Dear Energy Communities Supporters,
As the holidays draw near, and as our team reflects on the important work of the Energy Communities IWG in 2023, it can be summed up in three words: people helping people.
Our mission is to ensure people working across the federal government come together to help drive funding from the historic Bipartisan Infrastructure Law (BIL) and Inflation Reduction Act (IRA) to further benefit people in all energy communities. We partner with state and local leaders across the political spectrum, labor unions, corporations with shared interests, and philanthropic groups, as well as many others. Our work together is starting to deliver results—and the results are encouraging.
According to a recently released report from the U.S. Department of the Treasury, “It is well-established that clean investments grew meaningfully after the IRA passed. But we find that clean investments grew especially quickly in ‘Energy Communities,’ areas with a history of fossil fuel production, where clean industry potential exists but opportunity has been scarce.”
The funds flowing to energy communities mean massive investments in good jobs, workforce development, clean water, broadband, and environmental cleanup. It should be recognized, however, that there is far more work to be done to ensure nobody is left behind. For our part, here are just a few of the 2023 bright spots where the Energy Communities IWG acted to help make a difference.
In 2023, the Energy Communities IWG:
- Facilitated more than $6 billion in federal funds to energy communities across the country. That brings total dollars awarded to energy communities since 2021 to $20 billion. Funding opportunities and related resources from across the federal government can be easily browsed and accessed in one online location at gov/funding.
- Brought people together. Senior officials from the White House and across the federal government are deeply engaged in convening people to help drive much-needed federal and private-sector investments to create and retain high-quality jobs and spur long-term economic revitalization. The Energy Communities IWG held more than 15 events and workshops (both in-person in energy communities and virtually) with thousands of stakeholders to listen to their needs and offer actionable advice with tangible resources.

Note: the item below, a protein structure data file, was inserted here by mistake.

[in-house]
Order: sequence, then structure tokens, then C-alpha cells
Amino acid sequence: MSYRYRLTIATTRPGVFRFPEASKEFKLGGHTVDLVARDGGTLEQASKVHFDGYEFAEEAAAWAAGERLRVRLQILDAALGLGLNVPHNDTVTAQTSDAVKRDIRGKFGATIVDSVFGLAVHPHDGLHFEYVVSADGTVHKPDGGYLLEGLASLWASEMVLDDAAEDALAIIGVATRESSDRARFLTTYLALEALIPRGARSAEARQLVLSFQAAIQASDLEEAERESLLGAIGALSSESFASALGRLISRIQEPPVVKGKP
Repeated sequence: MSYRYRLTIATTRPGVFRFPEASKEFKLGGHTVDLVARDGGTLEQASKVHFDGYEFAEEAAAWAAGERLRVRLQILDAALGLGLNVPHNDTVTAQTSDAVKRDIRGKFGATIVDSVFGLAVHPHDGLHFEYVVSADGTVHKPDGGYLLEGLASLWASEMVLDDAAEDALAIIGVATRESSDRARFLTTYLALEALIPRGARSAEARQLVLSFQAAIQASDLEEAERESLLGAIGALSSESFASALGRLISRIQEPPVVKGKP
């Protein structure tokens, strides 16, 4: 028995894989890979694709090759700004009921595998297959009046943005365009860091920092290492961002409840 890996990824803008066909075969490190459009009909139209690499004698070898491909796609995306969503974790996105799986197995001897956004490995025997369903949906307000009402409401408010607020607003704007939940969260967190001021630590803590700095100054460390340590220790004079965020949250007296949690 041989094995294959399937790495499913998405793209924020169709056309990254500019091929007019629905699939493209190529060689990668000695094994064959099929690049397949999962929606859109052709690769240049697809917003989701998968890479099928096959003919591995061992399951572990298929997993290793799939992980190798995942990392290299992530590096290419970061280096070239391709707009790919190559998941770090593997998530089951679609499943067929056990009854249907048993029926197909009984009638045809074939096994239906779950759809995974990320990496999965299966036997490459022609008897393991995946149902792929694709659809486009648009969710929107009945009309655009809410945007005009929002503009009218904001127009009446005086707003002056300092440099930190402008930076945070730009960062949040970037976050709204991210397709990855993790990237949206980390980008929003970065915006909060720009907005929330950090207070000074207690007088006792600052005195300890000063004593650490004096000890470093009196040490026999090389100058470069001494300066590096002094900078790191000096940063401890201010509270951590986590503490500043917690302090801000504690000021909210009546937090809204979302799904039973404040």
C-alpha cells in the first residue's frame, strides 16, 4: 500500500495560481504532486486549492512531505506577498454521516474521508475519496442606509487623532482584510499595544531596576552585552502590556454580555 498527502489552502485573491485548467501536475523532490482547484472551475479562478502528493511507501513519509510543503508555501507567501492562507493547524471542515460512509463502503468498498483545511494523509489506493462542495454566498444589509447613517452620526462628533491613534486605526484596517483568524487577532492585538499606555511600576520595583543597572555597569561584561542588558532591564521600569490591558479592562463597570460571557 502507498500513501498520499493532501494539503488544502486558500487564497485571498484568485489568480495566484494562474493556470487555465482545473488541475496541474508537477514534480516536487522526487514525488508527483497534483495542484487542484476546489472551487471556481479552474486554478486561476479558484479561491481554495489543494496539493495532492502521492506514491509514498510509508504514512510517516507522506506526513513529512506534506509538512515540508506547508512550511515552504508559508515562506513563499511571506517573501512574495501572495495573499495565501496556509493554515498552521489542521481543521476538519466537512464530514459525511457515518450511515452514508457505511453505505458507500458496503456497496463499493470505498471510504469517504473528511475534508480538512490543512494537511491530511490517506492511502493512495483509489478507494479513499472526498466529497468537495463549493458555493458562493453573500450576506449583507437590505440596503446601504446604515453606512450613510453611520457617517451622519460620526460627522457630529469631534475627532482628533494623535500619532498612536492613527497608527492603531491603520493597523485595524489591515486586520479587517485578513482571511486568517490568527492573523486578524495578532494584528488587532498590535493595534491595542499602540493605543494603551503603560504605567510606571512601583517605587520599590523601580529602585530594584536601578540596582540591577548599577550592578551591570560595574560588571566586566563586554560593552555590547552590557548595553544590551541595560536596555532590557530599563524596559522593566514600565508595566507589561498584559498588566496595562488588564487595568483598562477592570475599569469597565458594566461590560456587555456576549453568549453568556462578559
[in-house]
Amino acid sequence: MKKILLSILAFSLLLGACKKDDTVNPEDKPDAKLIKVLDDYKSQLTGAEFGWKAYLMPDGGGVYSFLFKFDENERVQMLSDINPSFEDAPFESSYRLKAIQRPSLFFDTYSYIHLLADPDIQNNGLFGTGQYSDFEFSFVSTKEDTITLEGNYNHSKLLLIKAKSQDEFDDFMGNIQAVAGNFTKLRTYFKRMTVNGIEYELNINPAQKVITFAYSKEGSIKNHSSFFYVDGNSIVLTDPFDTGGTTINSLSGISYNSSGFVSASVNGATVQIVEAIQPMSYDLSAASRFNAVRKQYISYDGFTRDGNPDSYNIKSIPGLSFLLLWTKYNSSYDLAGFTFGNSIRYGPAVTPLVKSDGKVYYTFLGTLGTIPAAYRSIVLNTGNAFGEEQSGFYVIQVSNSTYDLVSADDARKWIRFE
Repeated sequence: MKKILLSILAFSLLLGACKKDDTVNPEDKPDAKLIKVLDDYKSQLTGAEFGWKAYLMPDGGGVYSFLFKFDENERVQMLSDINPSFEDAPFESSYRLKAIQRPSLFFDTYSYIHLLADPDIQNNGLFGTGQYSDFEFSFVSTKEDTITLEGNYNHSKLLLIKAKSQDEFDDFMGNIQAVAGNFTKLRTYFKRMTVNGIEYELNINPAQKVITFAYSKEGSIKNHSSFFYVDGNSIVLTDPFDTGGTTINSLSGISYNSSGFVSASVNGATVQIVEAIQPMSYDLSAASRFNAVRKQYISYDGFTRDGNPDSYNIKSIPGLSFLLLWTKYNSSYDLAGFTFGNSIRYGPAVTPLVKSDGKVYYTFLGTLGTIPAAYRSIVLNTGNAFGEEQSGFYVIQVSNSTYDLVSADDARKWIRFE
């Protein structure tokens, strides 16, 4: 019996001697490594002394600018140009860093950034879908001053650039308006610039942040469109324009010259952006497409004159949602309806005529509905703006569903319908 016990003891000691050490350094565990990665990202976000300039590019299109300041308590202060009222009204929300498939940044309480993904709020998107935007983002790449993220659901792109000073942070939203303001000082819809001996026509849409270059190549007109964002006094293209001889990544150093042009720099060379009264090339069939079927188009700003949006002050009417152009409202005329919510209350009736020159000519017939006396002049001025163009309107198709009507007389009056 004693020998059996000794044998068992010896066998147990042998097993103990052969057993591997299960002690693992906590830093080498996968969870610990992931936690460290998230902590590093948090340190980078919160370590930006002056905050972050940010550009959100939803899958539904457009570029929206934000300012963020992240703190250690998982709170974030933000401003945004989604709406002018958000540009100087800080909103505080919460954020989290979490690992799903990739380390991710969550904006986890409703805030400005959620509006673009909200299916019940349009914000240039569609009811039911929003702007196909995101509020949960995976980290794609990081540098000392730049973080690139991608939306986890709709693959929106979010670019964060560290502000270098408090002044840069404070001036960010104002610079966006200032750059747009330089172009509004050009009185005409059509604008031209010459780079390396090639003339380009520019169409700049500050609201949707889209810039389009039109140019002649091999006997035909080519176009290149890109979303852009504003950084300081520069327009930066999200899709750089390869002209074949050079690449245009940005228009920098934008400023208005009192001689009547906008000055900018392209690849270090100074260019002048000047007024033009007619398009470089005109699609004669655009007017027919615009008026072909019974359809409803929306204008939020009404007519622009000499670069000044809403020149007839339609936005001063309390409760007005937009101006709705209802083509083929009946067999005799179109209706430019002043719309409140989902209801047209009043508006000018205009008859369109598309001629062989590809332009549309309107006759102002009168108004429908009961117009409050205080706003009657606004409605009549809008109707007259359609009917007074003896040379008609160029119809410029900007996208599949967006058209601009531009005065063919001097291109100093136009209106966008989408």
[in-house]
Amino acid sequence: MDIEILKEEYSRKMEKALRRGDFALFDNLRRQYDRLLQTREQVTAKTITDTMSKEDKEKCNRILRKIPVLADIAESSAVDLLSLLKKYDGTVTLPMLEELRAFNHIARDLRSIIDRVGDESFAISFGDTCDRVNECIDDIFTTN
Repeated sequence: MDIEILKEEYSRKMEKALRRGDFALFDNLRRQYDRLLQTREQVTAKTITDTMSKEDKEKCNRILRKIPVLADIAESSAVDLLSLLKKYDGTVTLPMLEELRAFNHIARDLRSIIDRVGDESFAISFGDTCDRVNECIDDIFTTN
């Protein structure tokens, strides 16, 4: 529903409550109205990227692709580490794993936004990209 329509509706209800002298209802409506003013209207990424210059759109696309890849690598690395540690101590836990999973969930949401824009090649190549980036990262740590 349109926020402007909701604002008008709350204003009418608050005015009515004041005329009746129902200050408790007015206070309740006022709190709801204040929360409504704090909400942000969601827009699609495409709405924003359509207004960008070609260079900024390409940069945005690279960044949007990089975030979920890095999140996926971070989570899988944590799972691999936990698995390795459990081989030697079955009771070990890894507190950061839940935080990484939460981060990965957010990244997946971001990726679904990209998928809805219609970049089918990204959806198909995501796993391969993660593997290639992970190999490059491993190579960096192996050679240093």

- Launched Rapid Response Teams (RRTs). This year, the Energy Communities IWG deployed RRTs in Eastern Kentucky, Pennsylvania, and Appalachian Ohio to understand the unique needs of communities and to reduce barriers to meeting those needs. This support includes everything from identifying relevant funding opportunities to market studies, site-specific analysis, grant logistics, and more. These latest RRTs join three others in the Four Corners region, the Illinois Coal Basin, and a pilot in Wyoming. Stay tuned, as more RRTs will launch in 2024.
- Created a “Navigator” service. The Navigator service helps people navigate the complex grants process across the federal government. It features a dedicated team of experts who are easily reachable by phone and email to answer questions and connect energy community stakeholders with federal agency partners and other resources related to grant assistance, infrastructure, and workforce development.
- Published a “Getting Started Guide.” This step-by-step guide was created to help coal and oil-and-gas workers and their communities start the process of planning or responding to economic and social changes resulting from the energy transition and other major economic shifts. The guide is available for download and has been downloaded hundreds of times since its launch just two months ago.
Let’s Get Building!
We want to share a couple examples of funding that will make a big difference in energy communities.
- Just one recent example came from the U.S. Department of Energy (DOE). DOE announced $275 million for seven projects to strengthen clean-energy supply chains and accelerate domestic clean-energy manufacturing in seven states nationwide. These projects will bring in more than $600 million in private-sector investments to small- and medium-sized manufacturers and create nearly 1,500 high-paying jobs in new technologies.
- Another example is the Qualifying Advanced Energy Project Credit (48C) Program, funded through the IRA. This $10 billion program aims to increase clean-energy manufacturing and related jobs and includes $4 billion specifically for communities with coal closures.
In 2024, we anticipate additional project announcements catalyzed by ongoing appropriations and BIL and IRA funding that will create jobs, contribute local tax revenue, remediate the environment, and more. These projects contribute to supporting energy workers and communities across the country.
The year 2024 is rich with opportunities to advance our collective mission of supporting America’s energy communities—and there is nothing we can’t accomplish when we work together.